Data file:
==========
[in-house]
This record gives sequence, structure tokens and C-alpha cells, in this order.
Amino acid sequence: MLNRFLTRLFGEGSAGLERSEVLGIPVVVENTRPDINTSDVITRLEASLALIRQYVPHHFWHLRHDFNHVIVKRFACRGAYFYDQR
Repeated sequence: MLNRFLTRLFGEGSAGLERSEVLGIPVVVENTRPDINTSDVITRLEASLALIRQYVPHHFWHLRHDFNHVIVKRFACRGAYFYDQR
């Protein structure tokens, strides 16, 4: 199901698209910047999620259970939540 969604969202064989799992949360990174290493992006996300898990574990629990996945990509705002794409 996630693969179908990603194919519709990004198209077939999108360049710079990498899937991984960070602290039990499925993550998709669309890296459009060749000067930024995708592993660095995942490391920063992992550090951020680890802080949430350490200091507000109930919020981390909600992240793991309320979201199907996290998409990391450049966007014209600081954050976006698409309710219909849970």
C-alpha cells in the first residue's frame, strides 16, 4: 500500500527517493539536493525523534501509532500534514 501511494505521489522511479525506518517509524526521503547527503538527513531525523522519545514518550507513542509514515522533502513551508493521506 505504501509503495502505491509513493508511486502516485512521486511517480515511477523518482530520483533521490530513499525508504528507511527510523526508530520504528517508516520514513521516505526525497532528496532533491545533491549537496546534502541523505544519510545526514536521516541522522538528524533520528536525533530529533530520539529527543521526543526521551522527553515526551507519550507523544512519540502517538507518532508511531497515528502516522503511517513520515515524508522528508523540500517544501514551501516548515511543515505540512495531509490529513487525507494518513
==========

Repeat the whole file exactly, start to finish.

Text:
[in-house]
This record gives sequence, structure tokens and C-alpha cells, in this order.
Amino acid sequence: MLNRFLTRLFGEGSAGLERSEVLGIPVVVENTRPDINTSDVITRLEASLALIRQYVPHHFWHLRHDFNHVIVKRFACRGAYFYDQR
Repeated sequence: MLNRFLTRLFGEGSAGLERSEVLGIPVVVENTRPDINTSDVITRLEASLALIRQYVPHHFWHLRHDFNHVIVKRFACRGAYFYDQR
């Protein structure tokens, strides 16, 4: 199901698209910047999620259970939540 969604969202064989799992949360990174290493992006996300898990574990629990996945990509705002794409 996630693969179908990603194919519709990004198209077939999108360049710079990498899937991984960070602290039990499925993550998709669309890296459009060749000067930024995708592993660095995942490391920063992992550090951020680890802080949430350490200091507000109930919020981390909600992240793991309320979201199907996290998409990391450049966007014209600081954050976006698409309710219909849970």
C-alpha cells in the first residue's frame, strides 16, 4: 500500500527517493539536493525523534501509532500534514 501511494505521489522511479525506518517509524526521503547527503538527513531525523522519545514518550507513542509514515522533502513551508493521506 505504501509503495502505491509513493508511486502516485512521486511517480515511477523518482530520483533521490530513499525508504528507511527510523526508530520504528517508516520514513521516505526525497532528496532533491545533491549537496546534502541523505544519510545526514536521516541522522538528524533520528536525533530529533530520539529527543521526543526521551522527553515526551507519550507523544512519540502517538507518532508511531497515528502516522503511517513520515515524508522528508523540500517544501514551501516548515511543515505540512495531509490529513487525507494518513